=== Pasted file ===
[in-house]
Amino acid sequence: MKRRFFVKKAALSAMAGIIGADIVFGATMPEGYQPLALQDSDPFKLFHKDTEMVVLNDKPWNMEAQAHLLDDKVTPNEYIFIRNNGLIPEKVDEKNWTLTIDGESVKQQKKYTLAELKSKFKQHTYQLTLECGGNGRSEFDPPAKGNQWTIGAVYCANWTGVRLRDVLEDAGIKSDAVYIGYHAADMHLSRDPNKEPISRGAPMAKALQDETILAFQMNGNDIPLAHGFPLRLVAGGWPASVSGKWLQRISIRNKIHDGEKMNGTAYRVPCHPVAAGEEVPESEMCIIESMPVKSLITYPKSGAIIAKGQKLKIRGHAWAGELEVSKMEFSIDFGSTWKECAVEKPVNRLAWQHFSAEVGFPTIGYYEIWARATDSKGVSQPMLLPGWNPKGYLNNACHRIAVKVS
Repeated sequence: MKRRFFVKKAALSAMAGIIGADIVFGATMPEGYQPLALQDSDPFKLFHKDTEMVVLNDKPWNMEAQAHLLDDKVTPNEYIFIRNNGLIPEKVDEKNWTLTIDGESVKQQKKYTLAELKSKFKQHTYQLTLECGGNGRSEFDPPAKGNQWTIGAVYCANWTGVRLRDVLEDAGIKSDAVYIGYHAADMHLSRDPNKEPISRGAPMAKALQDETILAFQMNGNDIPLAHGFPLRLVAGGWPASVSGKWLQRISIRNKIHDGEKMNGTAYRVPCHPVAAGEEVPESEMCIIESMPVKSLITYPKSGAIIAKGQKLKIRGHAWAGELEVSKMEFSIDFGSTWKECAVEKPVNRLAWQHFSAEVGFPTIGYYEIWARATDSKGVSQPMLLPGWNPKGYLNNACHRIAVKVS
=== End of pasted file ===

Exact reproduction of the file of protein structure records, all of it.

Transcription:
[in-house]
Amino acid sequence: MKRRFFVKKAALSAMAGIIGADIVFGATMPEGYQPLALQDSDPFKLFHKDTEMVVLNDKPWNMEAQAHLLDDKVTPNEYIFIRNNGLIPEKVDEKNWTLTIDGESVKQQKKYTLAELKSKFKQHTYQLTLECGGNGRSEFDPPAKGNQWTIGAVYCANWTGVRLRDVLEDAGIKSDAVYIGYHAADMHLSRDPNKEPISRGAPMAKALQDETILAFQMNGNDIPLAHGFPLRLVAGGWPASVSGKWLQRISIRNKIHDGEKMNGTAYRVPCHPVAAGEEVPESEMCIIESMPVKSLITYPKSGAIIAKGQKLKIRGHAWAGELEVSKMEFSIDFGSTWKECAVEKPVNRLAWQHFSAEVGFPTIGYYEIWARATDSKGVSQPMLLPGWNPKGYLNNACHRIAVKVS
Repeated sequence: MKRRFFVKKAALSAMAGIIGADIVFGATMPEGYQPLALQDSDPFKLFHKDTEMVVLNDKPWNMEAQAHLLDDKVTPNEYIFIRNNGLIPEKVDEKNWTLTIDGESVKQQKKYTLAELKSKFKQHTYQLTLECGGNGRSEFDPPAKGNQWTIGAVYCANWTGVRLRDVLEDAGIKSDAVYIGYHAADMHLSRDPNKEPISRGAPMAKALQDETILAFQMNGNDIPLAHGFPLRLVAGGWPASVSGKWLQRISIRNKIHDGEKMNGTAYRVPCHPVAAGEEVPESEMCIIESMPVKSLITYPKSGAIIAKGQKLKIRGHAWAGELEVSKMEFSIDFGSTWKECAVEKPVNRLAWQHFSAEVGFPTIGYYEIWARATDSKGVSQPMLLPGWNPKGYLNNACHRIAVKVS